Bernadette Kelly, 93, got the COVID-19 vaccine when it first came out, and she had the follow-up shots when they came out, too.
But with the latest booster, “I didn’t even think about it,” she said.
While the public health emergency is officially over, COVID-19 is still making people sick, and health officials say they’ve entered a new front.
During the height of the pandemic, people became used to the public health system providing immunizations and treatments at pop-up mass vaccine clinics and public testing sites, Illinois Department of Public Health Director Sameer Vohra said.
Those have now largely disappeared.
“We’re moving to those things being delivered, just like you get everything else, with a regular health care delivery system,” like doctors’ offices, he said.
Vohra said adjustment is “a struggle.”
The change, he said, is “for all the good reasons. We’re no longer in a public health emergency.”
But it’s still a change that requires raising awareness and education.
Kelly ended up receiving her COVID-19 vaccine in early November, at a Rush University System for Health pop-up clinic at the Martha Washington Apartments senior community, where Kelly lives.
Kelly hadn’t intended to get the latest booster; she was meeting her friends for coffee as she does every Monday. On this particular morning, though, Vohra was there, along with Centers for Disease Control Director Dr. Mandy Cohen and American Medical Association President Dr. Jesse Ehrenfeld.
“While we all wish we could be done with COVID, it is still here with us,” Cohen said. “It’s here and making people pretty sick. And what we’re seeing is in Illinois and the Chicago area, COVID starting to tick up. We’re expecting to see more COVID here through the winter season. As we know, when we gather indoors this virus likes to spread. So we want to make sure folks know to get vaccinated now.”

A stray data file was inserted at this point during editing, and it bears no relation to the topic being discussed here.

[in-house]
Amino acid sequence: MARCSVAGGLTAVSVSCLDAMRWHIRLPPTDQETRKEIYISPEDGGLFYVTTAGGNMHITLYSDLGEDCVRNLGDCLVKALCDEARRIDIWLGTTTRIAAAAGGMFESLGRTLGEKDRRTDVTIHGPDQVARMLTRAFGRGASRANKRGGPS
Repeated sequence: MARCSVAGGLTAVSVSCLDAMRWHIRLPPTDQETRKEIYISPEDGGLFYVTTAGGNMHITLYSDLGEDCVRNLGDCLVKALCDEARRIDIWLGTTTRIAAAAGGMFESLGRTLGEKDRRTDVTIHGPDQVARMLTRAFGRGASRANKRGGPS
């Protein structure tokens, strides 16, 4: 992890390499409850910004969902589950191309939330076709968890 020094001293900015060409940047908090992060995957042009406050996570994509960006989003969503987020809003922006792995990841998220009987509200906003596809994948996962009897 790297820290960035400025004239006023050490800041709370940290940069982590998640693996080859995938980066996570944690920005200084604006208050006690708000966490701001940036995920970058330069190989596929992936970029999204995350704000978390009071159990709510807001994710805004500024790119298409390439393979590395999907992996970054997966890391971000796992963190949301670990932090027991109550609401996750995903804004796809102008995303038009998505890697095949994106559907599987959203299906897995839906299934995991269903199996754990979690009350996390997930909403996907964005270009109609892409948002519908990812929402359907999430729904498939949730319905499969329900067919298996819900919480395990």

While early November was ideal to get vaccinated ahead of Thanksgiving, now is a good time leading up to those who’ll be in large groups for Christmas festivities.
As has been the case since COVID-19 emerged, Cohen said it’s particularly important for “those over 65 that are at the highest risk of going into the hospital or dying, still, of COVID.”
Rush Hospital outreach street nurse Joshua Dueshop says he is well aware that some people have “COVID fatigue.” But he tries to educate them that it will be like the flu, with an annual vaccine recommended.
“My personal thing is, I tell them to get it (the vaccine) to protect the ones who can’t — babies, kids that can’t get it, adults that can’t get it, are immunosuppressed,” Dueshop said. “So even if you don’t necessarily believe in it, you can get it. You’re still protecting them.”
COVID-19 isn’t the only concern.
RSV, or respiratory syncytia, and the flu are on Cohen’s radar, too.
Flu shots have long been recommended by the CDC.
But for the first time, there’s now an RSV vaccine for adults over age 60.
Infants can also receive a shot to protect against RSV, though there’s been a shortage that Cohen chalks up to pediatricians underestimating demand for the new product.
Cohen said public-private partnerships like the clinic Rush did at Kelly’s senior home show that the healthcare system is continuing to put to use lessons learned during the pandemic.
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